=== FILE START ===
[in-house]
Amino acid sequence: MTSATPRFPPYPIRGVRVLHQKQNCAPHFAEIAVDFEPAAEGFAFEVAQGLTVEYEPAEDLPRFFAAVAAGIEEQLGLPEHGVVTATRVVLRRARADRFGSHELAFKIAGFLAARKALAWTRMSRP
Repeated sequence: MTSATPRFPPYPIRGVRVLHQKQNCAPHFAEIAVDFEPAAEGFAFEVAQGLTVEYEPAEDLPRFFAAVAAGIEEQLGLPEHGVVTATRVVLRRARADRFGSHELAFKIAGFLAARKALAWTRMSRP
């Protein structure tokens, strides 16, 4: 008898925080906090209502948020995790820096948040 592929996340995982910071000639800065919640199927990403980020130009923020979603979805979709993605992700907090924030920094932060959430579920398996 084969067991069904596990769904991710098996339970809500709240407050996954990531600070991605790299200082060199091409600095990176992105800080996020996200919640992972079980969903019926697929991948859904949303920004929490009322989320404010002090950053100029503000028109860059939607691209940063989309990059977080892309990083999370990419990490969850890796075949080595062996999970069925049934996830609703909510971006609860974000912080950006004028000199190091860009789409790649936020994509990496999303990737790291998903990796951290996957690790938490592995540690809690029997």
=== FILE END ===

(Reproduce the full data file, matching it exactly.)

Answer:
[in-house]
Amino acid sequence: MTSATPRFPPYPIRGVRVLHQKQNCAPHFAEIAVDFEPAAEGFAFEVAQGLTVEYEPAEDLPRFFAAVAAGIEEQLGLPEHGVVTATRVVLRRARADRFGSHELAFKIAGFLAARKALAWTRMSRP
Repeated sequence: MTSATPRFPPYPIRGVRVLHQKQNCAPHFAEIAVDFEPAAEGFAFEVAQGLTVEYEPAEDLPRFFAAVAAGIEEQLGLPEHGVVTATRVVLRRARADRFGSHELAFKIAGFLAARKALAWTRMSRP
């Protein structure tokens, strides 16, 4: 008898925080906090209502948020995790820096948040 592929996340995982910071000639800065919640199927990403980020130009923020979603979805979709993605992700907090924030920094932060959430579920398996 084969067991069904596990769904991710098996339970809500709240407050996954990531600070991605790299200082060199091409600095990176992105800080996020996200919640992972079980969903019926697929991948859904949303920004929490009322989320404010002090950053100029503000028109860059939607691209940063989309990059977080892309990083999370990419990490969850890796075949080595062996999970069925049934996830609703909510971006609860974000912080950006004028000199190091860009789409790649936020994509990496999303990737790291998903990796951290996957690790938490592995540690809690029997």